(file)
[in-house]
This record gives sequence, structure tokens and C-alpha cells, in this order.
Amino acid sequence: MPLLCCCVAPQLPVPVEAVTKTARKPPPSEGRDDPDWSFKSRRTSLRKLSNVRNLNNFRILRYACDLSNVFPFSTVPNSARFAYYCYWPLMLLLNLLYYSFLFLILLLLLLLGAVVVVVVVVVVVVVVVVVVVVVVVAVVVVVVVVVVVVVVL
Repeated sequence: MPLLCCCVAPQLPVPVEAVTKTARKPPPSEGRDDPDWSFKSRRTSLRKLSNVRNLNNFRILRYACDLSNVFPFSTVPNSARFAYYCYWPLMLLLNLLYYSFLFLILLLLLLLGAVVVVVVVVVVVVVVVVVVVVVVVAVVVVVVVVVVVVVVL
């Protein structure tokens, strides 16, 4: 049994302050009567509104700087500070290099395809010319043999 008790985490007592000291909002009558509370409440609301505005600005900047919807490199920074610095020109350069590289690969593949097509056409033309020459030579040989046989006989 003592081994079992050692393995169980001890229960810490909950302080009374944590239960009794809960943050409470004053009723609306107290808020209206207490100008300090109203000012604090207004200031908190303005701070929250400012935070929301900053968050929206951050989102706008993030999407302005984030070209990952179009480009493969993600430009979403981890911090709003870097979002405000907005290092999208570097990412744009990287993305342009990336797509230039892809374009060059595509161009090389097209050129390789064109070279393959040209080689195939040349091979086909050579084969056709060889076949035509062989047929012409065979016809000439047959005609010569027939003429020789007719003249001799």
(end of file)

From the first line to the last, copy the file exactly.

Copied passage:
[in-house]
This record gives sequence, structure tokens and C-alpha cells, in this order.
Amino acid sequence: MPLLCCCVAPQLPVPVEAVTKTARKPPPSEGRDDPDWSFKSRRTSLRKLSNVRNLNNFRILRYACDLSNVFPFSTVPNSARFAYYCYWPLMLLLNLLYYSFLFLILLLLLLLGAVVVVVVVVVVVVVVVVVVVVVVVAVVVVVVVVVVVVVVL
Repeated sequence: MPLLCCCVAPQLPVPVEAVTKTARKPPPSEGRDDPDWSFKSRRTSLRKLSNVRNLNNFRILRYACDLSNVFPFSTVPNSARFAYYCYWPLMLLLNLLYYSFLFLILLLLLLLGAVVVVVVVVVVVVVVVVVVVVVVVAVVVVVVVVVVVVVVL
């Protein structure tokens, strides 16, 4: 049994302050009567509104700087500070290099395809010319043999 008790985490007592000291909002009558509370409440609301505005600005900047919807490199920074610095020109350069590289690969593949097509056409033309020459030579040989046989006989 003592081994079992050692393995169980001890229960810490909950302080009374944590239960009794809960943050409470004053009723609306107290808020209206207490100008300090109203000012604090207004200031908190303005701070929250400012935070929301900053968050929206951050989102706008993030999407302005984030070209990952179009480009493969993600430009979403981890911090709003870097979002405000907005290092999208570097990412744009990287993305342009990336797509230039892809374009060059595509161009090389097209050129390789064109070279393959040209080689195939040349091979086909050579084969056709060889076949035509062989047929012409065979016809000439047959005609010569027939003429020789007719003249001799």